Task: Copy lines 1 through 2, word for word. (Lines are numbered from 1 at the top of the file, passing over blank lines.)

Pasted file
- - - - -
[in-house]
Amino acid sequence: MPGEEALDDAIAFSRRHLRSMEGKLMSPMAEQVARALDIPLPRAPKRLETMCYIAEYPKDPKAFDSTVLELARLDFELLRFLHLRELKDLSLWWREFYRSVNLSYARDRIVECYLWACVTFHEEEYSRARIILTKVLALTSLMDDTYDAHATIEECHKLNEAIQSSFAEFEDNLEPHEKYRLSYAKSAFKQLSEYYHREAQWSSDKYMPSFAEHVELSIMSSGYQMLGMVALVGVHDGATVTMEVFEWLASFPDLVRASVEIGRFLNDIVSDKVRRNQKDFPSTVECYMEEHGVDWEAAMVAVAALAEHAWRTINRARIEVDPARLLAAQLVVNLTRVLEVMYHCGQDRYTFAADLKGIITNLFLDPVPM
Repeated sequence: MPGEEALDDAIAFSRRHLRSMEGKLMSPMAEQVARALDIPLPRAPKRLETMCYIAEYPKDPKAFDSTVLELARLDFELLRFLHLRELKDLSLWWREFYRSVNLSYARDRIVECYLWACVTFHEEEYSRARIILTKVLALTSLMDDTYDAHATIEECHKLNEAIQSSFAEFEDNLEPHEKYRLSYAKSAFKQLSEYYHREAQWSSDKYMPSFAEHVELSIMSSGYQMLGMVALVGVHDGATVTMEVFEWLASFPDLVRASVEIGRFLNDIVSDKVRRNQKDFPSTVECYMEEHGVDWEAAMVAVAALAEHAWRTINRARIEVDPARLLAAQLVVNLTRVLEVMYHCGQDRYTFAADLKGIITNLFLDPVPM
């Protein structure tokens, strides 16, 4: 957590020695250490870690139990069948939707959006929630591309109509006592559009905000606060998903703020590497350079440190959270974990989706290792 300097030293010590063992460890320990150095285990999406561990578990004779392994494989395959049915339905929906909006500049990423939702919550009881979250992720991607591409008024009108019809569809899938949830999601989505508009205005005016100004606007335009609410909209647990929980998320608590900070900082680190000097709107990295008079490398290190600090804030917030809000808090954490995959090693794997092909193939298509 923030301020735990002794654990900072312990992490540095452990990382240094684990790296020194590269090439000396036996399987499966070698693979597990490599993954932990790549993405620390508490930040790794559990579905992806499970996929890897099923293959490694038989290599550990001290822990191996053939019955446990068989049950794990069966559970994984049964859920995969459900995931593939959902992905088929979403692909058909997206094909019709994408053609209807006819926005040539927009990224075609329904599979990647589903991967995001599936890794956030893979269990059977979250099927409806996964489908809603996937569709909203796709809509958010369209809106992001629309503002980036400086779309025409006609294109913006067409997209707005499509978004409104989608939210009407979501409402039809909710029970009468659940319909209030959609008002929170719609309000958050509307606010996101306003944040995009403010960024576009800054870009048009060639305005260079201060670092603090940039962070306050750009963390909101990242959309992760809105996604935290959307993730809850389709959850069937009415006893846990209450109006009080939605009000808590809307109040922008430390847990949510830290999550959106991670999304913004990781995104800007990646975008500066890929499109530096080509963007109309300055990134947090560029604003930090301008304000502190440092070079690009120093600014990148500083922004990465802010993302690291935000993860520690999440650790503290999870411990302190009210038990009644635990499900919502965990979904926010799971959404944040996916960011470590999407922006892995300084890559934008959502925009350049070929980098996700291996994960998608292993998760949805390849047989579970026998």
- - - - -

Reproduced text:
[in-house]
Amino acid sequence: MPGEEALDDAIAFSRRHLRSMEGKLMSPMAEQVARALDIPLPRAPKRLETMCYIAEYPKDPKAFDSTVLELARLDFELLRFLHLRELKDLSLWWREFYRSVNLSYARDRIVECYLWACVTFHEEEYSRARIILTKVLALTSLMDDTYDAHATIEECHKLNEAIQSSFAEFEDNLEPHEKYRLSYAKSAFKQLSEYYHREAQWSSDKYMPSFAEHVELSIMSSGYQMLGMVALVGVHDGATVTMEVFEWLASFPDLVRASVEIGRFLNDIVSDKVRRNQKDFPSTVECYMEEHGVDWEAAMVAVAALAEHAWRTINRARIEVDPARLLAAQLVVNLTRVLEVMYHCGQDRYTFAADLKGIITNLFLDPVPM